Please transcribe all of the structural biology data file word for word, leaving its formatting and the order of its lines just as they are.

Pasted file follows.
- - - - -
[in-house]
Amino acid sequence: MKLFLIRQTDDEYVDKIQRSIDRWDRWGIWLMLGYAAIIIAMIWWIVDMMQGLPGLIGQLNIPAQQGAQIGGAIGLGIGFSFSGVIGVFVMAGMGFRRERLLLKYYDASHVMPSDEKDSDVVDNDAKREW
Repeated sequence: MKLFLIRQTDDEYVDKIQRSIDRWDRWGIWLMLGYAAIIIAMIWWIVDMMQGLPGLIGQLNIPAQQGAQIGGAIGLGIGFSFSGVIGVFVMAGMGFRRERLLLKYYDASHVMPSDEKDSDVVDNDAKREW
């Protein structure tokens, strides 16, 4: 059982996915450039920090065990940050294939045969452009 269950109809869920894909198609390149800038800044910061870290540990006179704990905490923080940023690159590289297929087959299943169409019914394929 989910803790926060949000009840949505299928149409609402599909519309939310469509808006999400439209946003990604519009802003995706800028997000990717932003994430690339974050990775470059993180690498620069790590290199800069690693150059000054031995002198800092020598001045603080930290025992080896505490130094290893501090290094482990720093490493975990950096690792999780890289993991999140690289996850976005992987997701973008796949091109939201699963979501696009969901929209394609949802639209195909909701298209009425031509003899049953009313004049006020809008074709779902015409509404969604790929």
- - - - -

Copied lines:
[in-house]
Amino acid sequence: MKLFLIRQTDDEYVDKIQRSIDRWDRWGIWLMLGYAAIIIAMIWWIVDMMQGLPGLIGQLNIPAQQGAQIGGAIGLGIGFSFSGVIGVFVMAGMGFRRERLLLKYYDASHVMPSDEKDSDVVDNDAKREW
Repeated sequence: MKLFLIRQTDDEYVDKIQRSIDRWDRWGIWLMLGYAAIIIAMIWWIVDMMQGLPGLIGQLNIPAQQGAQIGGAIGLGIGFSFSGVIGVFVMAGMGFRRERLLLKYYDASHVMPSDEKDSDVVDNDAKREW
């Protein structure tokens, strides 16, 4: 059982996915450039920090065990940050294939045969452009 269950109809869920894909198609390149800038800044910061870290540990006179704990905490923080940023690159590289297929087959299943169409019914394929 989910803790926060949000009840949505299928149409609402599909519309939310469509808006999400439209946003990604519009802003995706800028997000990717932003994430690339974050990775470059993180690498620069790590290199800069690693150059000054031995002198800092020598001045603080930290025992080896505490130094290893501090290094482990720093490493975990950096690792999780890289993991999140690289996850976005992987997701973008796949091109939201699963979501696009969901929209394609949802639209195909909701298209009425031509003899049953009313004049006020809008074709779902015409509404969604790929």